Feb. 11 deadline nears to purchase tickets
MURFREESBORO — Nine Tennesseans whose lives have centered around service to others will be celebrated at MTSU’s annual Unity Luncheon as part of the university’s observance of Black History Month.
Judge Camille R. McMullen of the Tennessee Court of Criminal Appeals will be the featured speaker at the luncheon, which is scheduled for 11:30 a.m. to 1:30 p.m. Thursday, Feb. 18, in the Student Union Ballroom.
The deadline to purchase tickets is Thursday, Feb. 11. Tickets are $25 and are available at www.mtsu.edu/aahm.
McMullen was appointed by Gov. Phil Bredesen to fill a vacancy on the Tennessee Court of Criminal Appeals in June 2008. She was elected to that position in August 2008. She is the first African-American woman to serve on an intermediate court in Tennessee history.
Previously, McMullen was an assistant district attorney for the U.S. Attorney’s Office for the Western District of Tennessee from 2001 to 2008 and assistant district attorney for the Shelby County District Attorney General’s Office from 1997 to 2001.
An MTSU tradition since 1996, the Unity Luncheon celebrates unsung community heroes age 60 or older who have lived in the Middle Tennessee area for 25 years or more and who have made outstanding contributions to their society in education, community service, black arts, sports or as advocates of civility.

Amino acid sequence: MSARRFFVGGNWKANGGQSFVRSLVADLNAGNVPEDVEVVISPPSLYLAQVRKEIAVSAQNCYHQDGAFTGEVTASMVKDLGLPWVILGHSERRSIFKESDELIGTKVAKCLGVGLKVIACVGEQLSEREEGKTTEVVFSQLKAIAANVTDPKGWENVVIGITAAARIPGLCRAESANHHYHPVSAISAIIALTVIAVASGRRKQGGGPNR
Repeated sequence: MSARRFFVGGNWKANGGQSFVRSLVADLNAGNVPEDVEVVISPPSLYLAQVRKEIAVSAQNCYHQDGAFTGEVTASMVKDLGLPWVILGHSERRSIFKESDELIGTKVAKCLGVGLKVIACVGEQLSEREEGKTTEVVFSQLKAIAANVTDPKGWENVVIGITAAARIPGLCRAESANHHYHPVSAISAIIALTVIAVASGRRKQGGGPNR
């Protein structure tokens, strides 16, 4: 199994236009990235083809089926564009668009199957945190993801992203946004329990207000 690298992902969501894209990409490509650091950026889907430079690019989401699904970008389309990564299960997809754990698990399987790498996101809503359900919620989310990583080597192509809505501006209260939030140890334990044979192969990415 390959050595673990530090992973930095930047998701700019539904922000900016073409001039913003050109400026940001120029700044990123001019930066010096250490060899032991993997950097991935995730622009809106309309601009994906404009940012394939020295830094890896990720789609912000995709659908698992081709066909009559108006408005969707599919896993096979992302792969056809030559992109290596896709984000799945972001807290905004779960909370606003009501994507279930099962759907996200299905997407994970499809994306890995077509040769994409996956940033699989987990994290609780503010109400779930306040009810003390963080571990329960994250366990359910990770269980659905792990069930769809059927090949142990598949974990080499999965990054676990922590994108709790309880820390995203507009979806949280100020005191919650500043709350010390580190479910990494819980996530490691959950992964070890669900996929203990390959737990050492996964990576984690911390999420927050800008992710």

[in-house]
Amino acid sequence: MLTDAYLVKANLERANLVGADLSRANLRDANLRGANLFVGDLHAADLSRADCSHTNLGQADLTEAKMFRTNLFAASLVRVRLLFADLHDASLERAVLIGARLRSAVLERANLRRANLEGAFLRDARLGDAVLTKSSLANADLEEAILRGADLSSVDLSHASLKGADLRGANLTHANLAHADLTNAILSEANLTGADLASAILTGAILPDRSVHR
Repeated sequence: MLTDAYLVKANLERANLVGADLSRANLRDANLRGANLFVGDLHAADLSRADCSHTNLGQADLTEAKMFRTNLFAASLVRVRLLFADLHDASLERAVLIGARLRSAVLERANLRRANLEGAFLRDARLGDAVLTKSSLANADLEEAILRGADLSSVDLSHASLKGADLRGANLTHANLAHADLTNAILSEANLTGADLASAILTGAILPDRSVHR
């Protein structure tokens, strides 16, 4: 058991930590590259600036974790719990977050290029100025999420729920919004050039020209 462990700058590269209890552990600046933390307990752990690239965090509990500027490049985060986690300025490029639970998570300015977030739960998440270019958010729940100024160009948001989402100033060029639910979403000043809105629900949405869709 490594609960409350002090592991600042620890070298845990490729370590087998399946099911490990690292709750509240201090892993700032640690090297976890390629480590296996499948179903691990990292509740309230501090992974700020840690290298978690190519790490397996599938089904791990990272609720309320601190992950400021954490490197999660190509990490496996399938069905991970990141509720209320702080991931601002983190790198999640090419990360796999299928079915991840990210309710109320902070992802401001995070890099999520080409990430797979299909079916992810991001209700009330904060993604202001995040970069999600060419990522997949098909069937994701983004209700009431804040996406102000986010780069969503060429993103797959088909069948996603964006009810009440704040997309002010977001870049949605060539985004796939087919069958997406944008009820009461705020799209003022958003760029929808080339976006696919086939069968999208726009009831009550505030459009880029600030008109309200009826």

This year’s honorees are:
- Ray Fite, delegate to district association ministries and state convention as well as many other duties for Cherry Grove Missionary Baptist Church in Murfreesboro;
- Marva Hudspeth, retired alcohol and drug treatment counselor and volunteer at Mt. Pleasant Middle School’s Kindle Club and Mt. Pleasant Historical Museum in Mt. Pleasant, Tennessee;
- Jo Anne Gaunt, financial
secretary of Berry Chapel AME Church in Lynchburg, Tennessee, and
recipient of the Distinguished Toastmaster Certificate from Toastmasters
- Joe Herbert, Rutherford
County, Tennessee, educator and administrator for more than 40 years and
advocate for educational equity;
- The Rev. Robert D. James,
pastor of St. John United Methodist Church in Murfreesboro, former
assistant principal at Murfreesboro’s Riverdale High School and three-time
NFL Pro Bowler as a Buffalo Bills defensive back from 1969 to 1974;
- The Rev. H. Bruce Maxwell,
pastor of Lake Providence Missionary Baptist Church in Nashville,
Tennessee, for 40 years and Board of Trustees member of Belmont University
- Russell D. Merriweather,
volunteer for AARP in the Nashville area and 2010 recipient of Tennessee’s
AARP Andrus Award for Community Service;
- Albert Nelson, minister, Sand Hill Church of Christ in La Vergne, Tennessee, a member of Friends of Bradley Academy, a support group for Murfreesboro’s Bradley Academy, and a mentor to fifth- and sixth-grade boys through a Delta Sigma Theta program;
- Florine Ratliff, MTSU alumna and teacher for 30 years at Mitchell-Neilson Elementary School in Murfreesboro.
A printable campus parking map is available at http://tinyurl.com/MTSUParkingMap. Parking space will be reserved for honorees in the Student Union parking lot. An attendant will be in the lot for assistance. Guests may park in the Rutherford parking lot. Shuttle service to the Student Union will be provided.
For more information, contact Daniel Green, director of Intercultural and Diversity Affairs and chair of the MTSU Black History Month Committee, at 615-898-5812 or firstname.lastname@example.org.